During Operation DESERT STORM, UAVs were successfully employed by the Army, Navy, and Marine Corps to provide NRT day/night RSTA, BDA, and battlefield management. UAVs TYPE year used 1991 Kuwait,Iraq(1)RQ-2 Pioneer (2) FQM-151 Pointer , UAVs proved to be fair weather aircraft. During Operation DESERT STORM in 1991, rain eroded the laminated wood propellers of Pioneer UAVs.11 During the 1990s, precipitation, fog, and crosswinds often prevented safe takeoffs and landings. Lightweight UAVs such as the Predator, the Hunter, and the Pioneer were less able to cope with high winds than heavier manned aircraft. a Pioneer flying over northeastern Saudi Arabia detected the Iraqi attack on Khafji, enabling U.S. air strikes to decimate the invaders. Pioneers also served as artillery spotters for a battleship in the Persian Gulf.

MARTs were used successfully for reconnaissance and target acquisition, and were the only entirely European-built UAVs used over Iraq during the 1991 Gulf War

UAVs Station in Bosnia in 93-96 by different countries. France -Crecerrelle, UN- Fox NET, USA- (1) Gnat750,(2)Pioneer,(3)Predator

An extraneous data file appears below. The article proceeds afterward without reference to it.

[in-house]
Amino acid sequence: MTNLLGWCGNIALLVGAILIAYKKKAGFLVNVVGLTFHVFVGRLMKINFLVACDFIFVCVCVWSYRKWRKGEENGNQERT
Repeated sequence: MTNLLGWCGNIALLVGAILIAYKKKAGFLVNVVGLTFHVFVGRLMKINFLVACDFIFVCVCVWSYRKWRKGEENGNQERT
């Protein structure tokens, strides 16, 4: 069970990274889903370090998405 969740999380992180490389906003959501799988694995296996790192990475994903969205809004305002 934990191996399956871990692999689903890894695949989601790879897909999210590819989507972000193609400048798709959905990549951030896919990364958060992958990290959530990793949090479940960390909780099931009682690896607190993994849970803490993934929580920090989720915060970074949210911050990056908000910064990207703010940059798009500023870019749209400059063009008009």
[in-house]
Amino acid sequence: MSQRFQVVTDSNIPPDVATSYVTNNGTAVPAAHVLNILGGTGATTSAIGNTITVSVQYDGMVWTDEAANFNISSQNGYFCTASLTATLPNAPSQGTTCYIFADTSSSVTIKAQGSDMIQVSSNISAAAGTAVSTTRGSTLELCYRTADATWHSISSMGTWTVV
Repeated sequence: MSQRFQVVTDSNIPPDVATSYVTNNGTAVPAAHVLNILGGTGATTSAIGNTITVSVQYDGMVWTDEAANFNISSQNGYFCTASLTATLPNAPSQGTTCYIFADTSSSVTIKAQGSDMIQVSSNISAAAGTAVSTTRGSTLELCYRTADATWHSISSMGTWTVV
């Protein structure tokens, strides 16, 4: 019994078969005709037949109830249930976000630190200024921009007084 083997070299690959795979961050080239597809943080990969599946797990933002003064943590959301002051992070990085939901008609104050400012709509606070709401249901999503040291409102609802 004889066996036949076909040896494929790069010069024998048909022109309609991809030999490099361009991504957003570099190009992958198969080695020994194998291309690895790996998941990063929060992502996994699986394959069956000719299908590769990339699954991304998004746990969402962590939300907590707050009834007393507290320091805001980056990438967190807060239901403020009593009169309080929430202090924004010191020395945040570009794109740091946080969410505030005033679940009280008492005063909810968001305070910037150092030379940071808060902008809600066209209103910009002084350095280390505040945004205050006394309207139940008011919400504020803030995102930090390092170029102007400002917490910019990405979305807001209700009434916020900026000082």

Kosovo war 98-99.France (1) CL-289(2) Crecerrelle.Germany CL-289.United kingdom Phoenix’s.USA (1) Pioneer(2) predator(3)Hunter. Kosovo -05 Belgium Hunter .Djibouti/Yemen -02 ,predator.East Timor -02 Australia AeroSonde III.Solomon Islands-03 Australia (1)AeroSonde III (2) Avator.

Afghanistan UAVs Station by different countries 2001- 2009. Australia (1)Scan Eagle.Canada (1) Sperwer(2)Sky Lork.France (1) Skorpio(2)Sperwer(3) SIDM interim medium-altitude.Germany (1)Aladin(2)Luna.Netherland (1) Aladin(2) Skylork(3)Sperwer.UAE (1)S-100.United Kingdom (1) Desert hawk(2)Herti (3)Predator B.USA (1) Dragon eye(2)Global- hawk(3)pointer(4)Predator (5) shadow(6) Reaper(7)Sea scout.Poland Sky Lark. Orbiter mini UAVs

Iraq, UAVs station by different countries 2003-2009.Australia (1)Scan-Eagle(2)Sky-lork.Italy (1) Predator. Japan (1) RMAX.Romania (1) Shadow-600.UK(1)Desert Hawk(2)Hermes-450,(3)phoenix.USA(1)Desert-Hawk(2)Scan-Eagle(3)Dragon-eye(4)Global - Hawk(5)IGnat(6)Hunter(7)Pioneer(8)predator(9)Reape r(10)Puma(11)Raven(12) Tern (13) Shadow-200(14)Silver-fox(15)Snow-Goose(16)Wasp.